Then there is also that thing called, “passion.” As for me, I grew up under the notion that passion is dangerous, untrustworthy, and unpredictable; therefore, it is to be avoided at all costs. I was told in no uncertain terms to trust my head, not my heart, because the head is logical, rational, and smart, whereas the heart is illogical, irrational, and irresponsible. It took me more than three decades of my own life experiences to learn that I need both my head and my heart. Moreover, my heart is the one to be trusted because it does not rationalize or justify the way my head does sometimes to get me to choose what is convenient and expedient over what is right and true for me.
In addition, the education I went through did not support, encourage, or allow time for me to discover and pursue my passion. My schooling was not about passion; it focused on drilling, regurgitating, conforming, and “coloring within the lines,” along with all the other kids in my class — except when testing time came around, at which point all of us were tested against one another.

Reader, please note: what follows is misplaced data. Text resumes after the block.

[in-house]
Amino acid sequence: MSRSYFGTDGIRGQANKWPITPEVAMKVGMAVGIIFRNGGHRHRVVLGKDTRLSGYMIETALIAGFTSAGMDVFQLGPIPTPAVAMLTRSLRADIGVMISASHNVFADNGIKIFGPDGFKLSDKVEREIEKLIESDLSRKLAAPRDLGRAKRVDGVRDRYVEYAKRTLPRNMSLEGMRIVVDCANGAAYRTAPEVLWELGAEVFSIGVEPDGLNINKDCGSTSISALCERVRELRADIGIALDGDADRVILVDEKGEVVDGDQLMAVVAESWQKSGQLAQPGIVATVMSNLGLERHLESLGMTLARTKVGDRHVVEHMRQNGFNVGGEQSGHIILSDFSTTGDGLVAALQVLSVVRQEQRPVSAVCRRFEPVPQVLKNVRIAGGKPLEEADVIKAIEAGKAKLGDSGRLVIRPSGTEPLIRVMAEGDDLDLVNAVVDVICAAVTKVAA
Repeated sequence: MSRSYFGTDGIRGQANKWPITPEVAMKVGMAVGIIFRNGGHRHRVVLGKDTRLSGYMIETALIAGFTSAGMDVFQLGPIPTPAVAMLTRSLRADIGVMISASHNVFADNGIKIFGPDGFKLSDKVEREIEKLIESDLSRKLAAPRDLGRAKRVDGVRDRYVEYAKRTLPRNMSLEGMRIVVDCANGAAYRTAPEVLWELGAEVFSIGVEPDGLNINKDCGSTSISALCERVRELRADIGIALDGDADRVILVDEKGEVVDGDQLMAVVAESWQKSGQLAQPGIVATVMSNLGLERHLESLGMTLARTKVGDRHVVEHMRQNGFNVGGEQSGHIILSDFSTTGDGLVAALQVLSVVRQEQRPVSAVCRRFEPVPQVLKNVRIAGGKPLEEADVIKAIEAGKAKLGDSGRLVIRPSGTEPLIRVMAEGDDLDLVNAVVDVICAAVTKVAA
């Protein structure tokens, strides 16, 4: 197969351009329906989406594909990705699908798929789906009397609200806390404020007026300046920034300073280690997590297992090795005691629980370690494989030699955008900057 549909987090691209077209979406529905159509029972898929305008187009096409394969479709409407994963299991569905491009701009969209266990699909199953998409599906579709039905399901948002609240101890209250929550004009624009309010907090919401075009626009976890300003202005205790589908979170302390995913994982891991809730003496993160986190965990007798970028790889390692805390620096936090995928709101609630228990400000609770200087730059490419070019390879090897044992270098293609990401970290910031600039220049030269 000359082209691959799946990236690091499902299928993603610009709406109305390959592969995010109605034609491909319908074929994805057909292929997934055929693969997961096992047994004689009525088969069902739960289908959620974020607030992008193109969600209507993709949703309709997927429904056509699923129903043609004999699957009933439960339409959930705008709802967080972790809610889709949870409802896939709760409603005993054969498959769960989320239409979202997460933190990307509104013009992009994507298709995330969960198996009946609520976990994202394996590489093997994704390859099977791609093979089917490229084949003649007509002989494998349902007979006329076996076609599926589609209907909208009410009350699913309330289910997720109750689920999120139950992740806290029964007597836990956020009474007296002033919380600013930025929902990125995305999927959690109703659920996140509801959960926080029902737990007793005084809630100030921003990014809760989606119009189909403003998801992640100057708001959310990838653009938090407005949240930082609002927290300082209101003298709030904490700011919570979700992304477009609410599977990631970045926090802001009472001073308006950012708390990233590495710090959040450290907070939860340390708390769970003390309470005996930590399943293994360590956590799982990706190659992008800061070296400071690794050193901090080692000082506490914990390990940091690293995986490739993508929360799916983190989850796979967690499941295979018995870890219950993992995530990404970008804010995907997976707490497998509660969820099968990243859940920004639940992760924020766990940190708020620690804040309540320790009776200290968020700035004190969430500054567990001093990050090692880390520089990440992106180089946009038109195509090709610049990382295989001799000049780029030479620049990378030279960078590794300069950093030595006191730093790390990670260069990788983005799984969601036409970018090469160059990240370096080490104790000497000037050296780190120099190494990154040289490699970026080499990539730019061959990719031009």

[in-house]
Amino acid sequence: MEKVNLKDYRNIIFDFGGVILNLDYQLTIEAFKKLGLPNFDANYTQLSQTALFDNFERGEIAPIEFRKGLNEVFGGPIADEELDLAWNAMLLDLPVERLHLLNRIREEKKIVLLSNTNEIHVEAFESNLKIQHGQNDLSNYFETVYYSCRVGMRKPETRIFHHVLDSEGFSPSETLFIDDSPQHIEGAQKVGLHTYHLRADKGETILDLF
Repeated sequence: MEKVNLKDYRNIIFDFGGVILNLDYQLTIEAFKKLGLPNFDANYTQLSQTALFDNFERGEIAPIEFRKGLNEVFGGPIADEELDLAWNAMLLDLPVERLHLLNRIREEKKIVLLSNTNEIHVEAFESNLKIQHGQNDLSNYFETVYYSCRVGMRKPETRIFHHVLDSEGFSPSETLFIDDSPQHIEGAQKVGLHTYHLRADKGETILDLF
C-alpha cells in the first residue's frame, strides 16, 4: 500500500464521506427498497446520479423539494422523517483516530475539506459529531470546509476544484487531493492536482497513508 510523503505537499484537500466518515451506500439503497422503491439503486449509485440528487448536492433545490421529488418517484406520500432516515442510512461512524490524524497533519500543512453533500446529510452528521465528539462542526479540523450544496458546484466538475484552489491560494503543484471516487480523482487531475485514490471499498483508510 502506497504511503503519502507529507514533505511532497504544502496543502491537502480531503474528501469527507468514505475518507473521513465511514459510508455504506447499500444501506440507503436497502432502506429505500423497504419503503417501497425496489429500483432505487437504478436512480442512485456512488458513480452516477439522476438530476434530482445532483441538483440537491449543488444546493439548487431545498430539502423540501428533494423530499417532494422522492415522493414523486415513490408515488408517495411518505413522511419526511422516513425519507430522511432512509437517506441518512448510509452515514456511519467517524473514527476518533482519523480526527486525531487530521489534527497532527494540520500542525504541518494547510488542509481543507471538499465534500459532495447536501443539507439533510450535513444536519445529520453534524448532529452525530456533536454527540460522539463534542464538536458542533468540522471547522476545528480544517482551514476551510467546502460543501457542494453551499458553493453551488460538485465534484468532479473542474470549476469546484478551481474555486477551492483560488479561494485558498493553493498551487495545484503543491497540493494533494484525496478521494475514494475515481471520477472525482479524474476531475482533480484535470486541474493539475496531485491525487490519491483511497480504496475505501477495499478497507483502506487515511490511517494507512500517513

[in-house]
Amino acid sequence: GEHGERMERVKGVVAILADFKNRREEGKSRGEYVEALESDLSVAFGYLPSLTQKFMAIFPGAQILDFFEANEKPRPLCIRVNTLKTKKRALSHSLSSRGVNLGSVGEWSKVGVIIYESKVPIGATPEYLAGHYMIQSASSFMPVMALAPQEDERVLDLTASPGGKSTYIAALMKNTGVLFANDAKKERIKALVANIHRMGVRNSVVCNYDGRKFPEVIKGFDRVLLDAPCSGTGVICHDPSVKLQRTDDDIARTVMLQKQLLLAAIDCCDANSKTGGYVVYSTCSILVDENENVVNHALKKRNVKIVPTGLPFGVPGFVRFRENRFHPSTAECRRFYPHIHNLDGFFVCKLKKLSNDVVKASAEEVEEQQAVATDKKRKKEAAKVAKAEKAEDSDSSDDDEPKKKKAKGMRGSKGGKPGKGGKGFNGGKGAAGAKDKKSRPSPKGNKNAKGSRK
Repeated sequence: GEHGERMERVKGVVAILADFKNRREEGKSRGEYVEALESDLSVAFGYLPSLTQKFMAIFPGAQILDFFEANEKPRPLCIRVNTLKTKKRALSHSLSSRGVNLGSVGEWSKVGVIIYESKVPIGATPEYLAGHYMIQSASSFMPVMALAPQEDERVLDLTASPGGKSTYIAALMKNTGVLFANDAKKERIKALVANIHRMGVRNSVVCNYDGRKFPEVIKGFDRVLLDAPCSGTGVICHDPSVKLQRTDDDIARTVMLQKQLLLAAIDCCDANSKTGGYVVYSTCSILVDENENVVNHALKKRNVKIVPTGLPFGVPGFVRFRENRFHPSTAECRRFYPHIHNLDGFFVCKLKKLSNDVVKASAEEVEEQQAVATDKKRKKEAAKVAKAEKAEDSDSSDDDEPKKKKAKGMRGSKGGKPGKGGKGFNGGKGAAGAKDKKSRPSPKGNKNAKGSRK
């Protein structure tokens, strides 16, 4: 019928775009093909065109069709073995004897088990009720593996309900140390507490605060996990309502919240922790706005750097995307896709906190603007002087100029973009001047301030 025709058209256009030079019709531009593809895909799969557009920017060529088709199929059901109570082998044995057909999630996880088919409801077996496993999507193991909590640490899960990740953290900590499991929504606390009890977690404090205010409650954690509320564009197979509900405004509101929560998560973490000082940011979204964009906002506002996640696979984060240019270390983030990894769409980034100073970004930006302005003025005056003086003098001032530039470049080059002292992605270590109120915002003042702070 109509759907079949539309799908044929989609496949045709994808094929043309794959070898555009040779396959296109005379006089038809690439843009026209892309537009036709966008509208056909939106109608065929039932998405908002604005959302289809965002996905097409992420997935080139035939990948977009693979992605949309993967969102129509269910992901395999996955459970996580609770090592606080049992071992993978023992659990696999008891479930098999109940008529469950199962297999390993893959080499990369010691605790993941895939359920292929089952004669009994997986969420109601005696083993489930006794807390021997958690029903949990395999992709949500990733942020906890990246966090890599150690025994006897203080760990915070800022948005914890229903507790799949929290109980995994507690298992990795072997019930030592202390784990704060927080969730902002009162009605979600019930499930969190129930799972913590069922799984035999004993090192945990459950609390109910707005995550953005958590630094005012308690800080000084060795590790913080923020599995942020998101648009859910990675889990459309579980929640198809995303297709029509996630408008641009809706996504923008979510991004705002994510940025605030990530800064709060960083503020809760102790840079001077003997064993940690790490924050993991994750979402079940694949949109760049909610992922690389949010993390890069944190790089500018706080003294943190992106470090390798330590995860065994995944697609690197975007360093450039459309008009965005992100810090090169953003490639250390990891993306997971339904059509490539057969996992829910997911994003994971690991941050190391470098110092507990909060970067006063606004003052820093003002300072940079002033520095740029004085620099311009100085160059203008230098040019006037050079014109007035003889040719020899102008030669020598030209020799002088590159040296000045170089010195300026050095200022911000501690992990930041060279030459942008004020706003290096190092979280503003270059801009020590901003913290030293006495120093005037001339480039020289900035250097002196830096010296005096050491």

Nothing kills passion like being told and prescribed what, when, where, and how, to do even the things you love to do! I would have said, “That was then, but this is now” and be done with it. Sadly, our educational system has not changed much since my childhood although our world has changed significantly — as exhibited in the information technology sector alone, which was close to non-existent when I was my daughters’ age!
If one side of the vocation equation calls for the greatest passion, how are we helping (and how can we help) our children cultivate and protect their passion as if it were their most treasured possession in this changing world? Perhaps their greatest passion is more practical and useful in finding their true vocation than any educational degree, certificate, or training we can pay (or buy) for them. How can we change or create an educational system (whether private or public), tools, aids, and profession that will support and encourage our children to discover and pursue their greatest passion?